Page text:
Cues to dialectal discrimination in early infancy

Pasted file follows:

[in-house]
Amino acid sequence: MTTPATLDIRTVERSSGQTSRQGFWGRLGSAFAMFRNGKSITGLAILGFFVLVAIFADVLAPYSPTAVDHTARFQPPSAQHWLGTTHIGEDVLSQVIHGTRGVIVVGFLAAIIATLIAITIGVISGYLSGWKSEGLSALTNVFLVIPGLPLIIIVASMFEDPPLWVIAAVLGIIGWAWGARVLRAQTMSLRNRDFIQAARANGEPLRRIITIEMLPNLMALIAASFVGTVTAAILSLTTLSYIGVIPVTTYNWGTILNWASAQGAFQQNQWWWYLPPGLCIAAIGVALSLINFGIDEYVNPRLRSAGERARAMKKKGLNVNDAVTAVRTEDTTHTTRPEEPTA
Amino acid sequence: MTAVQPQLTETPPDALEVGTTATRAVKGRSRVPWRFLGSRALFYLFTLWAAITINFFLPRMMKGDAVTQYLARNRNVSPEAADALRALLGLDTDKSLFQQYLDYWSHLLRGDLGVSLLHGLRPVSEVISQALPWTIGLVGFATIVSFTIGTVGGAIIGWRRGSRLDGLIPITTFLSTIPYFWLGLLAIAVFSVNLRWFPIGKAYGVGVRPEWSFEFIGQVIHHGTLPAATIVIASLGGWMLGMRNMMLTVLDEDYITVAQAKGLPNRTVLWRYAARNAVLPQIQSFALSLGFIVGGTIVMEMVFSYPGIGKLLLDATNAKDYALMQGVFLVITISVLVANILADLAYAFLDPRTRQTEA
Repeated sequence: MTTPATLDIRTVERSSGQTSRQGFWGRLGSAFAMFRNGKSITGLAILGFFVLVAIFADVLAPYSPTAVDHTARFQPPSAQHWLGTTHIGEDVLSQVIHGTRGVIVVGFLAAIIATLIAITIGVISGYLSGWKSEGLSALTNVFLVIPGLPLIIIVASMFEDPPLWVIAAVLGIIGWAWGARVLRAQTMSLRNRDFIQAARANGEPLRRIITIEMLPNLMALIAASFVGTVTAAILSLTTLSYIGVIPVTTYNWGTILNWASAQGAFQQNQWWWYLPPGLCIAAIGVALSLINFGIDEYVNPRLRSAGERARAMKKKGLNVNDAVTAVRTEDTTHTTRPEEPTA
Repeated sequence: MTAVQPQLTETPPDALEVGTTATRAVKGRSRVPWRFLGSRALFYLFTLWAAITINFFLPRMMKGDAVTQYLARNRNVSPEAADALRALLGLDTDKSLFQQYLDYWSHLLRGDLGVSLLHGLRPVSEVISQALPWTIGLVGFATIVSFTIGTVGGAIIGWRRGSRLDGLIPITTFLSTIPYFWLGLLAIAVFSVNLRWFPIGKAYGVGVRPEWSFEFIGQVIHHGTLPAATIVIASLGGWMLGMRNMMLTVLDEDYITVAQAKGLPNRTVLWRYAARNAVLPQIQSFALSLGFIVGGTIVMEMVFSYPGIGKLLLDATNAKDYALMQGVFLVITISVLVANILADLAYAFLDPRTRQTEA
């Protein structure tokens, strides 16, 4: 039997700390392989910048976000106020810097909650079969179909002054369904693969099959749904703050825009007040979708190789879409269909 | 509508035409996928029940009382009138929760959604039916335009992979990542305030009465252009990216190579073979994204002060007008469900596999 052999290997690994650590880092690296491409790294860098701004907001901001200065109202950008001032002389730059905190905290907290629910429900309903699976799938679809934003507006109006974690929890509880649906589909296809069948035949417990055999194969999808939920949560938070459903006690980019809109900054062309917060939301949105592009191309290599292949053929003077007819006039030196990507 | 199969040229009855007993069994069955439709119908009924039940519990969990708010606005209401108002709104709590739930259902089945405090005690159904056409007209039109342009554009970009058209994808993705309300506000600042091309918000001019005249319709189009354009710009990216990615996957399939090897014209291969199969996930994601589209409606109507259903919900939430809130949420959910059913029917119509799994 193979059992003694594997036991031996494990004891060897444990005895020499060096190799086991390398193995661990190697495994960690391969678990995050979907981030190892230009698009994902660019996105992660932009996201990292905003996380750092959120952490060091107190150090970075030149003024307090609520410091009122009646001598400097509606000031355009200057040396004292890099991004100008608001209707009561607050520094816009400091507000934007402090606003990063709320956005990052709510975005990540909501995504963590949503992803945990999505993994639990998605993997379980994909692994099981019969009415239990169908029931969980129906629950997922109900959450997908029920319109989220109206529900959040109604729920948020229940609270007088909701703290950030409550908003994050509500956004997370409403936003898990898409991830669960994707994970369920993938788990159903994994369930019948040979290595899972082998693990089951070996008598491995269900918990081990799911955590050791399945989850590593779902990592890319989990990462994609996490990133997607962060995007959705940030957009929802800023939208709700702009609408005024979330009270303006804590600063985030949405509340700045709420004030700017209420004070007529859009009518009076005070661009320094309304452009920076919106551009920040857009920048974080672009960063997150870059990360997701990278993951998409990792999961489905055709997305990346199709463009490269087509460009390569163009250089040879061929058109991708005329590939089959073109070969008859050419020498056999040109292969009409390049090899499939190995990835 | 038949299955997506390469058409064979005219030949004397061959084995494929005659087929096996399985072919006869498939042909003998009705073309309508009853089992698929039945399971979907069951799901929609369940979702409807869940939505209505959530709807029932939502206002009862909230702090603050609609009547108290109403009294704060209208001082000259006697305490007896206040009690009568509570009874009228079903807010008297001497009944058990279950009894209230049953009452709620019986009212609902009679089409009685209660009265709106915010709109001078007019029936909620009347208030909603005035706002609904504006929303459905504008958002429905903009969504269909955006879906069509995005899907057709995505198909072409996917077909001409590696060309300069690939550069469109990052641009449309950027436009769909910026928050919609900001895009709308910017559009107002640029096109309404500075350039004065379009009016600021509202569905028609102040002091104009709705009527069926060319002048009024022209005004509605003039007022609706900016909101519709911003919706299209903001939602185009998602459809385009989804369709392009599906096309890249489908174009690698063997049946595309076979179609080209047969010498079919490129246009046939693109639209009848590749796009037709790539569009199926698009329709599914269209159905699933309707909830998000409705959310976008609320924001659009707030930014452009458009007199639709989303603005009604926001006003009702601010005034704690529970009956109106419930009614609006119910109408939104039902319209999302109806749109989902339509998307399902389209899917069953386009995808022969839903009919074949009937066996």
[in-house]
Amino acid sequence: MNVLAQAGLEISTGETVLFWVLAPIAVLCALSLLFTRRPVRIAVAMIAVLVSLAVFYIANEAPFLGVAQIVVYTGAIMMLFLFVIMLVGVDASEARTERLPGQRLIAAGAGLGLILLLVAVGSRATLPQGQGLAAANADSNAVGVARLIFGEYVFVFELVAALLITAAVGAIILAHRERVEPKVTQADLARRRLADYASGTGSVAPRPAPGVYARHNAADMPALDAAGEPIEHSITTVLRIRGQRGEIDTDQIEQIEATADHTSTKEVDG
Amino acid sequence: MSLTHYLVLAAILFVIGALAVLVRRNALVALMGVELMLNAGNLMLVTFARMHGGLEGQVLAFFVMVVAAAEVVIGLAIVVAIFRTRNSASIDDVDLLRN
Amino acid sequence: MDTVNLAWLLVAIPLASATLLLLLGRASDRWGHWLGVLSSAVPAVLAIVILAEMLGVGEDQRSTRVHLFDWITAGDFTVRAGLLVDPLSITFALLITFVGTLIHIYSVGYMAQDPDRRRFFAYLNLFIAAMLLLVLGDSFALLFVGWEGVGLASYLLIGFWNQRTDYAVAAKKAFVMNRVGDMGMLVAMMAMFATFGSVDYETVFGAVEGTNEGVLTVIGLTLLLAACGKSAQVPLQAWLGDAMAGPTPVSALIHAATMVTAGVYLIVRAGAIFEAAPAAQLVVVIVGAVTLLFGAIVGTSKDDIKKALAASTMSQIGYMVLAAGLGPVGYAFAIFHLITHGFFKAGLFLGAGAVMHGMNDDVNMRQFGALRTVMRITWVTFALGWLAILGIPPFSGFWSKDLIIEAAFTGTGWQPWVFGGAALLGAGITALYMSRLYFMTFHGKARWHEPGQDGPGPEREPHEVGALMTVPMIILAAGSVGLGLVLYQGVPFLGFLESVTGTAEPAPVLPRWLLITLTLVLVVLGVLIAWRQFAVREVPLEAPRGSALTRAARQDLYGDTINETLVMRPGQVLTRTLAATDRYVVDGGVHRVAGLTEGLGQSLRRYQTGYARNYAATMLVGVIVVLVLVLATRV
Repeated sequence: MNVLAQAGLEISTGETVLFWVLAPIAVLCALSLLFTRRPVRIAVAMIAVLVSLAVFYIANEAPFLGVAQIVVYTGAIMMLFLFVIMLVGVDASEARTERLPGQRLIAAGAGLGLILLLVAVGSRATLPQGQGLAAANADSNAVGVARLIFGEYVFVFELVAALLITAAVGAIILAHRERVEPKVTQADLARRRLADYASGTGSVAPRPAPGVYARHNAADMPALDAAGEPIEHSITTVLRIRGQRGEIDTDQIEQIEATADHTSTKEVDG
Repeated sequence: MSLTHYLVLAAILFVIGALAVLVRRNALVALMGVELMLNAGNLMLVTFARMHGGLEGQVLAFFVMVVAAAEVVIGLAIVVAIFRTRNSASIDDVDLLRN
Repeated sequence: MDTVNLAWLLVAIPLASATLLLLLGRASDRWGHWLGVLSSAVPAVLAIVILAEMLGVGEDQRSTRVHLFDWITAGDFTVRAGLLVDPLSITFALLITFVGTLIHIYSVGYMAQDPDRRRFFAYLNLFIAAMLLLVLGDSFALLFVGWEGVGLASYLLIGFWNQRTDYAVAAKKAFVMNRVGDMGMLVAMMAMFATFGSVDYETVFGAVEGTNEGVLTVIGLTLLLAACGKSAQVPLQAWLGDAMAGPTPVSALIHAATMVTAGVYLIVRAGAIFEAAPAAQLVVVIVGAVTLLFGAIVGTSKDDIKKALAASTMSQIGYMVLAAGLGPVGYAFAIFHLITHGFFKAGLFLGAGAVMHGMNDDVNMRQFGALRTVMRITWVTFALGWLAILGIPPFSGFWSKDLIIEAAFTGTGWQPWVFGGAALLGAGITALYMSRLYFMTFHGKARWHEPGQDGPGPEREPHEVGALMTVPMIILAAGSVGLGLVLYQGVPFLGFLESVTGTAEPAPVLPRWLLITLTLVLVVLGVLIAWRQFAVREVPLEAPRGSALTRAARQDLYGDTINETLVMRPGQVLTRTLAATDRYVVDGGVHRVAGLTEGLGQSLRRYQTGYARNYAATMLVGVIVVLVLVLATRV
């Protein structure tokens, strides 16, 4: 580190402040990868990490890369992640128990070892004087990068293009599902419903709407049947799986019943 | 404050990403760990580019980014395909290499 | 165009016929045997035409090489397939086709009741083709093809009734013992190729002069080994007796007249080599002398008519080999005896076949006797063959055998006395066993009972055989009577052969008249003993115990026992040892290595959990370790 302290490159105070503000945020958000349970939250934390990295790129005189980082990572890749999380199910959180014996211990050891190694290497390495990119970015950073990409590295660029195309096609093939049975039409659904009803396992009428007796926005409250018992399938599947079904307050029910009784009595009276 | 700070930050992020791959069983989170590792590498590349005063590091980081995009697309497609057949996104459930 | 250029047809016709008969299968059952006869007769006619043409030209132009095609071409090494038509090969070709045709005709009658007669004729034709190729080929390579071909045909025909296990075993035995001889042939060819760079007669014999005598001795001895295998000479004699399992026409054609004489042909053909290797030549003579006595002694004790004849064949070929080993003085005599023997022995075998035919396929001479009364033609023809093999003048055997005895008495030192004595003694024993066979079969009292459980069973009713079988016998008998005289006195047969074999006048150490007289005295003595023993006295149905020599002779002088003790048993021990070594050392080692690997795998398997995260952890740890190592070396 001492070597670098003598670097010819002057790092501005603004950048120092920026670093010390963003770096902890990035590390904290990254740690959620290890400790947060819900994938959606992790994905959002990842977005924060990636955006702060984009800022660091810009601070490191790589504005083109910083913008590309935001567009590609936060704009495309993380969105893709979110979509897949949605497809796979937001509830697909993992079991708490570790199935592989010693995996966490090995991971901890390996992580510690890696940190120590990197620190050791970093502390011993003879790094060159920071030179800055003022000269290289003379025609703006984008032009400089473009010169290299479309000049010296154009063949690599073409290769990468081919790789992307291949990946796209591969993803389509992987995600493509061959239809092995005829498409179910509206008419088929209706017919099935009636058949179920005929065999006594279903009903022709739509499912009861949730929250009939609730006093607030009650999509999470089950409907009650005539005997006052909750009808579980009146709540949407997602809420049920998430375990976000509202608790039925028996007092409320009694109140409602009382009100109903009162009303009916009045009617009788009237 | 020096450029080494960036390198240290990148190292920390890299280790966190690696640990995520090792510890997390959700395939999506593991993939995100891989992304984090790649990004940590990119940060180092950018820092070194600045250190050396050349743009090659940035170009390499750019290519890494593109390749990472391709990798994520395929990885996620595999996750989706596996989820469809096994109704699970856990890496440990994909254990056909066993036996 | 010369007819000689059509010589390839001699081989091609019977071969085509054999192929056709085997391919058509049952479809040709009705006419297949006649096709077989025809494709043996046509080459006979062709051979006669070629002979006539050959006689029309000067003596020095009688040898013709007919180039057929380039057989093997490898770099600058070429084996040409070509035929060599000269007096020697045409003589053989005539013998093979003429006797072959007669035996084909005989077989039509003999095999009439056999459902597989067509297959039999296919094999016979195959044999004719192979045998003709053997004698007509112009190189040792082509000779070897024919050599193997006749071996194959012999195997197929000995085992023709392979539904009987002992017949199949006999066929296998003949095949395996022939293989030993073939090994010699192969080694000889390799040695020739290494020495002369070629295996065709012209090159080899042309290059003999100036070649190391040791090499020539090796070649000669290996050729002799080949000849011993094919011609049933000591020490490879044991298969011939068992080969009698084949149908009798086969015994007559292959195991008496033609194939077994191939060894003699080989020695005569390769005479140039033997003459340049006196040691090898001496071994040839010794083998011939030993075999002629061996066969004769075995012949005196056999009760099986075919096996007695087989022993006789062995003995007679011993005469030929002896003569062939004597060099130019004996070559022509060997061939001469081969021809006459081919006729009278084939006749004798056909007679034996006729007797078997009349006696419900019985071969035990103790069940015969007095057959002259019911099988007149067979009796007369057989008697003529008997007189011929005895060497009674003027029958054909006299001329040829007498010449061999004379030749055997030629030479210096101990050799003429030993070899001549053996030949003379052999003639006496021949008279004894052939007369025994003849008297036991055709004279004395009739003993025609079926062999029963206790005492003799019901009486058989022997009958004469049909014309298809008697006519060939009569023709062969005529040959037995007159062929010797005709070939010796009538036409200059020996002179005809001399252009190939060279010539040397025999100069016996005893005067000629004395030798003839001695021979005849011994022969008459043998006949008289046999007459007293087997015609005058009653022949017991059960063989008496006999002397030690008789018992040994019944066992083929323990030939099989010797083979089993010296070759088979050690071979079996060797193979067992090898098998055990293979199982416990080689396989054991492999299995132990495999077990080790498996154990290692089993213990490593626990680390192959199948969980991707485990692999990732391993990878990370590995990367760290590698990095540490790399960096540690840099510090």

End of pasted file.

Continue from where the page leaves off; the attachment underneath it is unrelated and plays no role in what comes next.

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Cross-dialect differences might be restricted to prosodic properties, but language dialects can also differ at the segmental level affecting vowel and/or consonantal sound repertoires. Examining infants’ ability for crossdialectal discrimination can be informative about the early availability of cues other than rhythm or intonation. Preliminary data from five-month-old Catalanlearning infants exposed to the Eastern variant of this language spoken in Barcelona revealed their ability to differentiate it from the Western dialect, which differs in the number of vowels occurring in unstressed positions. In order to disentangle the effects of rhythm from those of segmental statistics, vowel distribution and rhythmic patterns of the utterances used in the discrimination experiment were analyzed. Results show that vowel metrics, rather than global rhythm metrics, are most successful at classifying the utterances into these two dialects. Information about the distribution of vowels in the native dialect might thus be available early in development and facilitate dialectal discrimination.


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